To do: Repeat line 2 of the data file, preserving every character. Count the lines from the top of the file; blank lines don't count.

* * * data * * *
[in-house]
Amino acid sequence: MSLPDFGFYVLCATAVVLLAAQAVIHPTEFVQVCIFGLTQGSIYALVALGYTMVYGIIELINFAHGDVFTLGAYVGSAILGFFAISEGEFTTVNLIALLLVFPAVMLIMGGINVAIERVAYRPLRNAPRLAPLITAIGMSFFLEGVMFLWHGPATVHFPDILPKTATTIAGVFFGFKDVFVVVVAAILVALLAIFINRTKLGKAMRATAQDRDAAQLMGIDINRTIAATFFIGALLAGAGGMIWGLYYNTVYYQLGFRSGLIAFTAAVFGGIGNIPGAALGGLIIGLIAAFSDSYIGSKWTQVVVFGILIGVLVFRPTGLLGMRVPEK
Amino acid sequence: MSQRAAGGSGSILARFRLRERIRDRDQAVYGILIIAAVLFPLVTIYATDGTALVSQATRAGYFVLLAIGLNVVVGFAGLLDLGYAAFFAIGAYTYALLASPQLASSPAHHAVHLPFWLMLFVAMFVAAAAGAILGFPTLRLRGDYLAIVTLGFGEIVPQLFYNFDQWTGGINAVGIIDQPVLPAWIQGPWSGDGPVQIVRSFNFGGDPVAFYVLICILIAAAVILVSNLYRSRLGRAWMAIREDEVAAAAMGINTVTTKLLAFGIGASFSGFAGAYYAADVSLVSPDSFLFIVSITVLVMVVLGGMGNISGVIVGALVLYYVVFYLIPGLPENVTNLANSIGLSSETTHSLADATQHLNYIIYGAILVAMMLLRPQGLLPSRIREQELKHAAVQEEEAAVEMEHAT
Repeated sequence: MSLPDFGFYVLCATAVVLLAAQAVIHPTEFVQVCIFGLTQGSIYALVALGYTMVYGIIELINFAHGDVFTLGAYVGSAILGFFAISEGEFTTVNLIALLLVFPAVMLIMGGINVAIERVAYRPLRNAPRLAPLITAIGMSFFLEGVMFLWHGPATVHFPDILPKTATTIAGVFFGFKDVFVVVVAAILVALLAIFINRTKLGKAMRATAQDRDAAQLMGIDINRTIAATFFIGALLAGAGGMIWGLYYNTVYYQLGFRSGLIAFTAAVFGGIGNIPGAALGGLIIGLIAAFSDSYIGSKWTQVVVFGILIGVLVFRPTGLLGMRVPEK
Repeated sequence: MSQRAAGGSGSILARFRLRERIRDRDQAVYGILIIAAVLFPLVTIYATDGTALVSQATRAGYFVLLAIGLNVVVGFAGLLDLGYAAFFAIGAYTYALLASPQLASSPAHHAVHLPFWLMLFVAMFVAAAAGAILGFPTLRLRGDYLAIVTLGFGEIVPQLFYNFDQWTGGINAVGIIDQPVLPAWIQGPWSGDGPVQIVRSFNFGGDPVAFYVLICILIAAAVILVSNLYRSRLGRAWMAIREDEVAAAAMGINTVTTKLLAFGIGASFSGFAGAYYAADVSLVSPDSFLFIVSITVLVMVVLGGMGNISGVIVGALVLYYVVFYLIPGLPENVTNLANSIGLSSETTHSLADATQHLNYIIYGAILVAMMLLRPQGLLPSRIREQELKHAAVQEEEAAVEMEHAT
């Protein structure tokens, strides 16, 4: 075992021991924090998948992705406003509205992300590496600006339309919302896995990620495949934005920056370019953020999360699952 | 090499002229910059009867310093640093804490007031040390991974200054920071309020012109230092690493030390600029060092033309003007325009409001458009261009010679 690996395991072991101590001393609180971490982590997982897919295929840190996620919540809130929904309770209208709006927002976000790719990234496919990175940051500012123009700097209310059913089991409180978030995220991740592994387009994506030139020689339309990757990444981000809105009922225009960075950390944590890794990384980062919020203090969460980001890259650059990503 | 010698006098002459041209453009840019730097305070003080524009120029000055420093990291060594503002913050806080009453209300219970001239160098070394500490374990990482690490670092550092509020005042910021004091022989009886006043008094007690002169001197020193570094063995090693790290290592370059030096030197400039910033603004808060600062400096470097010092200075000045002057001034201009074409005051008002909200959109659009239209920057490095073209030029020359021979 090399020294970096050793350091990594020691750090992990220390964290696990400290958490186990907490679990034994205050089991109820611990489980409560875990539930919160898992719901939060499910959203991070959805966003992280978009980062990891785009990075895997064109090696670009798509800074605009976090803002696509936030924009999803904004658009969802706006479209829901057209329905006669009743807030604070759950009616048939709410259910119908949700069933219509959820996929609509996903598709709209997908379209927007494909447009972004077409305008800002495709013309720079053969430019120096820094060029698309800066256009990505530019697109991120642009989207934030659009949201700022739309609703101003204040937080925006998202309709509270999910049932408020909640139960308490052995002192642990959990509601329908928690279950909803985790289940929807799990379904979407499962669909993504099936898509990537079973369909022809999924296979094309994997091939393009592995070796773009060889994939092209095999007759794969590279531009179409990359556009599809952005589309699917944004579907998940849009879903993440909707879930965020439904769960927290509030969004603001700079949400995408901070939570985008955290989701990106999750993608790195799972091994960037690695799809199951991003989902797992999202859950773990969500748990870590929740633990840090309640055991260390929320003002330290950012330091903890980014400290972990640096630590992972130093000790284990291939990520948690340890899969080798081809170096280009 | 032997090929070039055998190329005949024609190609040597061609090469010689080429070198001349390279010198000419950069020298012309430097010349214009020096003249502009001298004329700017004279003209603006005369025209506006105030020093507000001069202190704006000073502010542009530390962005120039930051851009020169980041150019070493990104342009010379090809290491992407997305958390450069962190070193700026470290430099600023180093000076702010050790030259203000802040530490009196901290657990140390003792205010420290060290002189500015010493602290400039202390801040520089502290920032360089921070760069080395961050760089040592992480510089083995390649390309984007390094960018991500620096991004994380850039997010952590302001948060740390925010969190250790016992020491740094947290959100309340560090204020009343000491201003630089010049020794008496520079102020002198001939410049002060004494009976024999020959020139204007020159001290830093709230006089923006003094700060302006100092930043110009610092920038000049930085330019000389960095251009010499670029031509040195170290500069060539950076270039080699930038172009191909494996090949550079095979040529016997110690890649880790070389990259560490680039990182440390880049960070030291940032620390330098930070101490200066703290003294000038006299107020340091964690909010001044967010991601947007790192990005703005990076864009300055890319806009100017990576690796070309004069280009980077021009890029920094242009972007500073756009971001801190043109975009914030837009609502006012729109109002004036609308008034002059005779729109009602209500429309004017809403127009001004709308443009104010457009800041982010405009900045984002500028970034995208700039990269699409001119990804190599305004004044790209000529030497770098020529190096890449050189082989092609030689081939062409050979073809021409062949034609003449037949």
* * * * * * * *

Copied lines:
Amino acid sequence: MSLPDFGFYVLCATAVVLLAAQAVIHPTEFVQVCIFGLTQGSIYALVALGYTMVYGIIELINFAHGDVFTLGAYVGSAILGFFAISEGEFTTVNLIALLLVFPAVMLIMGGINVAIERVAYRPLRNAPRLAPLITAIGMSFFLEGVMFLWHGPATVHFPDILPKTATTIAGVFFGFKDVFVVVVAAILVALLAIFINRTKLGKAMRATAQDRDAAQLMGIDINRTIAATFFIGALLAGAGGMIWGLYYNTVYYQLGFRSGLIAFTAAVFGGIGNIPGAALGGLIIGLIAAFSDSYIGSKWTQVVVFGILIGVLVFRPTGLLGMRVPEK